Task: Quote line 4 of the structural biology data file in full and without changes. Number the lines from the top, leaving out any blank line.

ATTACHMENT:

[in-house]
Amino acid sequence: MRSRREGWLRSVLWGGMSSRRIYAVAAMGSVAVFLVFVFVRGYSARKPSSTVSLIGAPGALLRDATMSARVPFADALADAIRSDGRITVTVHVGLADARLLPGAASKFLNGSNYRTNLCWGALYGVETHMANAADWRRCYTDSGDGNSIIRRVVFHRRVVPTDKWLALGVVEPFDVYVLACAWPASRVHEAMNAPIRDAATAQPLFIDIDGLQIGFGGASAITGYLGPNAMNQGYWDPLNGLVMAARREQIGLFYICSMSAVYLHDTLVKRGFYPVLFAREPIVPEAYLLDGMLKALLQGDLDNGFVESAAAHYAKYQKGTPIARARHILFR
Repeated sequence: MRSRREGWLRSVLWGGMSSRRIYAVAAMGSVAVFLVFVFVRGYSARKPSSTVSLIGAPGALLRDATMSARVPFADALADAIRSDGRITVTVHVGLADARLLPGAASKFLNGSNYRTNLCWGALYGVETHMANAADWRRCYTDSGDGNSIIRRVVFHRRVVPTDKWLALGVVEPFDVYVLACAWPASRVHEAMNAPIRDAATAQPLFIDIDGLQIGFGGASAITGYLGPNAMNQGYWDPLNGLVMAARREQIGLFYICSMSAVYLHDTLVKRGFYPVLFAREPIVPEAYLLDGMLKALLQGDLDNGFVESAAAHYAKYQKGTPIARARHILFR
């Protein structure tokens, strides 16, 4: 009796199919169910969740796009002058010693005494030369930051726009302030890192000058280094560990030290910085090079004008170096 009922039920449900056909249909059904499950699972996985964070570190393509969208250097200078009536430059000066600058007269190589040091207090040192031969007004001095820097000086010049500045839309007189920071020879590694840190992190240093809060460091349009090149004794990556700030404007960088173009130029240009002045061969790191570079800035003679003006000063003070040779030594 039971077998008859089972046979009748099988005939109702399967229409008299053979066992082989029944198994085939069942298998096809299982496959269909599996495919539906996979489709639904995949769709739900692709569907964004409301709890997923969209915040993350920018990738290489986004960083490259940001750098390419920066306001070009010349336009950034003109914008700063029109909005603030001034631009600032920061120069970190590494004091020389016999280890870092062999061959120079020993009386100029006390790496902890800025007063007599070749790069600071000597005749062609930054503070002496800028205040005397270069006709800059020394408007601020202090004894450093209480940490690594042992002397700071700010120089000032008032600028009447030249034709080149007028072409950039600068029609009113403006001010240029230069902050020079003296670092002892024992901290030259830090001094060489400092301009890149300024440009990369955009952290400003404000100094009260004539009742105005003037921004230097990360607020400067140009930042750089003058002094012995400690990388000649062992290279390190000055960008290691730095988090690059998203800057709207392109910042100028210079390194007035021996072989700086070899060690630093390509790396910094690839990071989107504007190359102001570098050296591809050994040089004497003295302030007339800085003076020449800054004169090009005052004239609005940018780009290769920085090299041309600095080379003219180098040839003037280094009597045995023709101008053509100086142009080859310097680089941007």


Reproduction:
């Protein structure tokens, strides 16, 4: 009796199919169910969740796009002058010693005494030369930051726009302030890192000058280094560990030290910085090079004008170096 009922039920449900056909249909059904499950699972996985964070570190393509969208250097200078009536430059000066600058007269190589040091207090040192031969007004001095820097000086010049500045839309007189920071020879590694840190992190240093809060460091349009090149004794990556700030404007960088173009130029240009002045061969790191570079800035003679003006000063003070040779030594 039971077998008859089972046979009748099988005939109702399967229409008299053979066992082989029944198994085939069942298998096809299982496959269909599996495919539906996979489709639904995949769709739900692709569907964004409301709890997923969209915040993350920018990738290489986004960083490259940001750098390419920066306001070009010349336009950034003109914008700063029109909005603030001034631009600032920061120069970190590494004091020389016999280890870092062999061959120079020993009386100029006390790496902890800025007063007599070749790069600071000597005749062609930054503070002496800028205040005397270069006709800059020394408007601020202090004894450093209480940490690594042992002397700071700010120089000032008032600028009447030249034709080149007028072409950039600068029609009113403006001010240029230069902050020079003296670092002892024992901290030259830090001094060489400092301009890149300024440009990369955009952290400003404000100094009260004539009742105005003037921004230097990360607020400067140009930042750089003058002094012995400690990388000649062992290279390190000055960008290691730095988090690059998203800057709207392109910042100028210079390194007035021996072989700086070899060690630093390509790396910094690839990071989107504007190359102001570098050296591809050994040089004497003295302030007339800085003076020449800054004169090009005052004239609005940018780009290769920085090299041309600095080379003219180098040839003037280094009597045995023709101008053509100086142009080859310097680089941007």